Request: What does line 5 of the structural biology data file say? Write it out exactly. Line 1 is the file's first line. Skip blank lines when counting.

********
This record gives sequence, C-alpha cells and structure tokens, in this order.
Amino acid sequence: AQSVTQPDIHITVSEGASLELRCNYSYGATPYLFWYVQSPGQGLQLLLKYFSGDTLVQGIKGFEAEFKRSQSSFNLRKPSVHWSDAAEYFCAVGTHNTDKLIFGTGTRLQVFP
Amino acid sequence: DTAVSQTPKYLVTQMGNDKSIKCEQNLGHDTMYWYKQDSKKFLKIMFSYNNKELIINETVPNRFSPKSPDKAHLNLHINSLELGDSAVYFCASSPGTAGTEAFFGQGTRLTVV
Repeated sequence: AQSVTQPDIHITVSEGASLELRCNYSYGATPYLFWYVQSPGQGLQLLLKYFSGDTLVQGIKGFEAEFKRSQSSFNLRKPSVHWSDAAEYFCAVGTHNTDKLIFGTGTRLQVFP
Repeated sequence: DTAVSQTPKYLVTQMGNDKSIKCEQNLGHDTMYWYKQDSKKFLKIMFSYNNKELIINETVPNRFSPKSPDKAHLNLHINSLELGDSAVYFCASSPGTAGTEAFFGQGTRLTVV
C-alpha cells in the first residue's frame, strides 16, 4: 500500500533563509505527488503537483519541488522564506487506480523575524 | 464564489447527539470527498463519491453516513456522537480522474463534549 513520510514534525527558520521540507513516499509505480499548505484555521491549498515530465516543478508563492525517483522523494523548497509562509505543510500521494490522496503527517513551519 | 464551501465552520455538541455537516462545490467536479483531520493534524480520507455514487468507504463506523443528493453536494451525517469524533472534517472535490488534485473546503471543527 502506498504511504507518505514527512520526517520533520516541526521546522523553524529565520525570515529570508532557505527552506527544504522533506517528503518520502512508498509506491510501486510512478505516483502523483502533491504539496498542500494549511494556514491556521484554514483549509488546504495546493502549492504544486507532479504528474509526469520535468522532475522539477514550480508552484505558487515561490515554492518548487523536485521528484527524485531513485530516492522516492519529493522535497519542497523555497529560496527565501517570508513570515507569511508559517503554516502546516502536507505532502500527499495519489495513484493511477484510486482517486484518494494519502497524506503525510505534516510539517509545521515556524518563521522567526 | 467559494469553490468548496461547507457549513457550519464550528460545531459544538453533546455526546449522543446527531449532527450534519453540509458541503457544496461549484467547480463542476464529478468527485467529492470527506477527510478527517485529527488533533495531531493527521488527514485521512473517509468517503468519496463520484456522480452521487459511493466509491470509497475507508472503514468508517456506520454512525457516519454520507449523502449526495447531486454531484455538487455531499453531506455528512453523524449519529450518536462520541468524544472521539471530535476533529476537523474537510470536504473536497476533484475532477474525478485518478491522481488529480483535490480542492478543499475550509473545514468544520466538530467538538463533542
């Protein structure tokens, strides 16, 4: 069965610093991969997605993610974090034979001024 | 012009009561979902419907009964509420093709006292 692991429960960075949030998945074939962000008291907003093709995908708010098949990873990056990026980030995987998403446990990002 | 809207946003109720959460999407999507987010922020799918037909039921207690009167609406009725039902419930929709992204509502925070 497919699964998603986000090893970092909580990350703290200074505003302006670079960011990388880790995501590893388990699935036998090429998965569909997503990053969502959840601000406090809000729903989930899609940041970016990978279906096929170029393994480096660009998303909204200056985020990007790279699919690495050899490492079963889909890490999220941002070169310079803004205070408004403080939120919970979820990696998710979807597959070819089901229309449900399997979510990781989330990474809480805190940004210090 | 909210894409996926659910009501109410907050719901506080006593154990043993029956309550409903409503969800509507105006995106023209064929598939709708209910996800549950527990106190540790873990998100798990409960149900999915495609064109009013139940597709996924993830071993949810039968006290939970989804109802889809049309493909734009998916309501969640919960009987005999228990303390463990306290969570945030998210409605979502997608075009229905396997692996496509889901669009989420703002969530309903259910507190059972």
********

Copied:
Repeated sequence: DTAVSQTPKYLVTQMGNDKSIKCEQNLGHDTMYWYKQDSKKFLKIMFSYNNKELIINETVPNRFSPKSPDKAHLNLHINSLELGDSAVYFCASSPGTAGTEAFFGQGTRLTVV